Back in January I reviewed the OCZ Octane SSD,
and was very impressed by its performance. The Octane was the first SSD to use
OCZ own Indilinx Everest SSD controller. I was very curious as to how the
Octane performed so well in the real world, despite what its technical
specifications suggested. After all, the Octane had distinctly average small
file random performance, but what it could do was produce very good small
random file performance at low queue depths, and it had ultra fast file access
times which is ideal for a consumer grade desktop SSD.
Even before I had published the Octane review, OCZ had
demonstrated the Indilinx Everest 2 controller at the CES show in Las Vegas,
even as early as January the Everest 2 looked to have a lot more grunt and very
much improved performance, and I remember thinking that if OCZ could bring this
type of performance to the market at a reasonable price, then they would have a
real winner on their hands. Also I pondered the idea that this controller could
well be a replacement for the SF-2281 controller found in the current Vertex 3
range of SSDs. Of course this was pure speculation at the time, but it did make
a lot of sense.
So here we are in April 2012, and the OCZ Vertex 4 has
landed on my desk, and it does indeed contain the brand new Everest 2
controller. Before I go any further, let’s take a quick look at the history of
the OCZ Vertex range of SSDs.
Back in early 2009, the original Vertex SSD was launched,
using the original Indilinx BareFoot SSD controller. It became an instant hit,
and was a real rival to then dominant Intel G1 SSD. It was cheaper than the
Intel, and in many cases showed the G1 a clean pair of heels in the performance
In 2010, the Vertex 2 appeared, and this time OCZ had
switched controller manufacturers and introduced the SandForce SF-1200 series
of SSD processors to the world. At the time, the performance of the Vertex 2
was untouchable, and it still remains one of the very fastest SATA 3Gbps SSDs.
In March 2011 OCZ introduced the Vertex 3 range of SSDs, and
once again went to SandForce for the controller. This time it was a very much
more powerful beast in the shape of the SATA 6Gbps SF-2281 controller, and the
Vertex 3 still remains right at the top with regard to performance.
Now in spring 2012 we find we have gone full circle, and the
Vertex 4 is back at its roots, using an Indilinx controller, the Everest 2. Of
course things have changed since this time last year. OCZ now own Indilinx, although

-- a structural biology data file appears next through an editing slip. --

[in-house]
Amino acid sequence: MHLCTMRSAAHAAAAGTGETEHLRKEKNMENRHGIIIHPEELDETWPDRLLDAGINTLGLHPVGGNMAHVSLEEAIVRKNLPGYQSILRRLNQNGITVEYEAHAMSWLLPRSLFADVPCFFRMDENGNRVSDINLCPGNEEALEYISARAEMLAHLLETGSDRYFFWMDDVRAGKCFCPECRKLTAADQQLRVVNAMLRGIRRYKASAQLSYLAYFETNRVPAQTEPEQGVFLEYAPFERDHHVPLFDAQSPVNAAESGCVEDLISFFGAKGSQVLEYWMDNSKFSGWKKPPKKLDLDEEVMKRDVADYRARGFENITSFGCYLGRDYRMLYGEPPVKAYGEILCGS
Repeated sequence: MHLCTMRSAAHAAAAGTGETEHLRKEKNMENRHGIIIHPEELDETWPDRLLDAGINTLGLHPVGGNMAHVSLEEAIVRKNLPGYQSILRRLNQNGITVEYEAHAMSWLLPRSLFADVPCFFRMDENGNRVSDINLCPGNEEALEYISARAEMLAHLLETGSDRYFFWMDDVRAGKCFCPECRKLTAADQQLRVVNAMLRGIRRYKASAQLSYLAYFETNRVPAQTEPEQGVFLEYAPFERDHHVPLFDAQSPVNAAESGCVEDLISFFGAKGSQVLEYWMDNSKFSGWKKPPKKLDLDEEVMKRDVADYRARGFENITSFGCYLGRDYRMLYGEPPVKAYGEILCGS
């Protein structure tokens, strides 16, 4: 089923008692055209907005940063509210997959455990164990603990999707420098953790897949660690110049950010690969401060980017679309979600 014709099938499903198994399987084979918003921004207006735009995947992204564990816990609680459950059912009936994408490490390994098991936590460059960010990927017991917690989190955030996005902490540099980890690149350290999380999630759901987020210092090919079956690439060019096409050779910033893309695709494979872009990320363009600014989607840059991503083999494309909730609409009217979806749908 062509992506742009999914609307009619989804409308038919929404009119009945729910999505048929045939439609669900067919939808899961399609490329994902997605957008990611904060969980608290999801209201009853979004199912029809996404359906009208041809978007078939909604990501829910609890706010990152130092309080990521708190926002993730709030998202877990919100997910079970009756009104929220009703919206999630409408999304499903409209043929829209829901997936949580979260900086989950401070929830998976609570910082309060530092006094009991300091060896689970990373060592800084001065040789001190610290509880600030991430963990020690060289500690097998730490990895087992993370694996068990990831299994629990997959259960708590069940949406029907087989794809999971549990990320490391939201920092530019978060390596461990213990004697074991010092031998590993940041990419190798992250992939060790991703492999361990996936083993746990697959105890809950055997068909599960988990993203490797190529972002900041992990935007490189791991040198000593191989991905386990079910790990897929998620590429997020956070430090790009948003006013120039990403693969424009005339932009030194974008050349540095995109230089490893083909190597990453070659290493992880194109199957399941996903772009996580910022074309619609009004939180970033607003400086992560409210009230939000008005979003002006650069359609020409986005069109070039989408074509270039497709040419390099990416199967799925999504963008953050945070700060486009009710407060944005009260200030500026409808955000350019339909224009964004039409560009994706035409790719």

owning a company who designs and manufacturers an SSD controller won’t be
enough, if that controller can’t deliver the goods. Everyone will see the
Vertex 4 as an upgrade to the Vertex 3, so it must perform better, and it must
have a competitive price to match, a tall order indeed.
At launch, the OCZ Vertex 4 will be available in three
capacities, 128GB, 256GB, and 512GB. The Everest 2 controller can address up to
2TB of NAND, so OCZ could build a 2TB SSD if there was a demand for such a
OCZ was kind enough to send me a review sample of their
Vertex 4 series of SSDs, in actual fact the 512GB version. In this review I
will be taking a look at the performance, and stability of OCZ’s new range of
So, let’s find out how this new SSD performs in our range of
OCZ Technology company information
OCZ should need no introduction, but for those of you who
would like to find out more about OCZ Technology, you can do so at their website.
The OCZ Vertex 4 series 512GB SSD
Now it’s time to take a look at the drive itself and what it
came shipped with.
Inside the box
The package contained the OCZ Vertex 4 series 512GB SSD, a
pack of eight fixing screws, a 2.5 inch to 3.5 inch converter bracket, an
installation guide, and finally a bragging sticker to fix somewhere prominent
on the case of your PC.
OCZ Vertex 4 – 512GB SSD
The top of the OCZ Vertex 4 case is made from a strong but
The underside of the drive is pretty boring; we can see the
SATA power and data connectors, and four drive mounting holes. We can also see
the drive’s model and serial number. The bottom of the case is made from strong
metal which also acts as a heatsink for the Everest 2 controller, and removing
the case reveals a heat transfer pad, which is designed to transfer heat away
from the controller itself.
Now let’s head to the next page, where we look in more
detail at the OCZ Vertex 4 SSD…..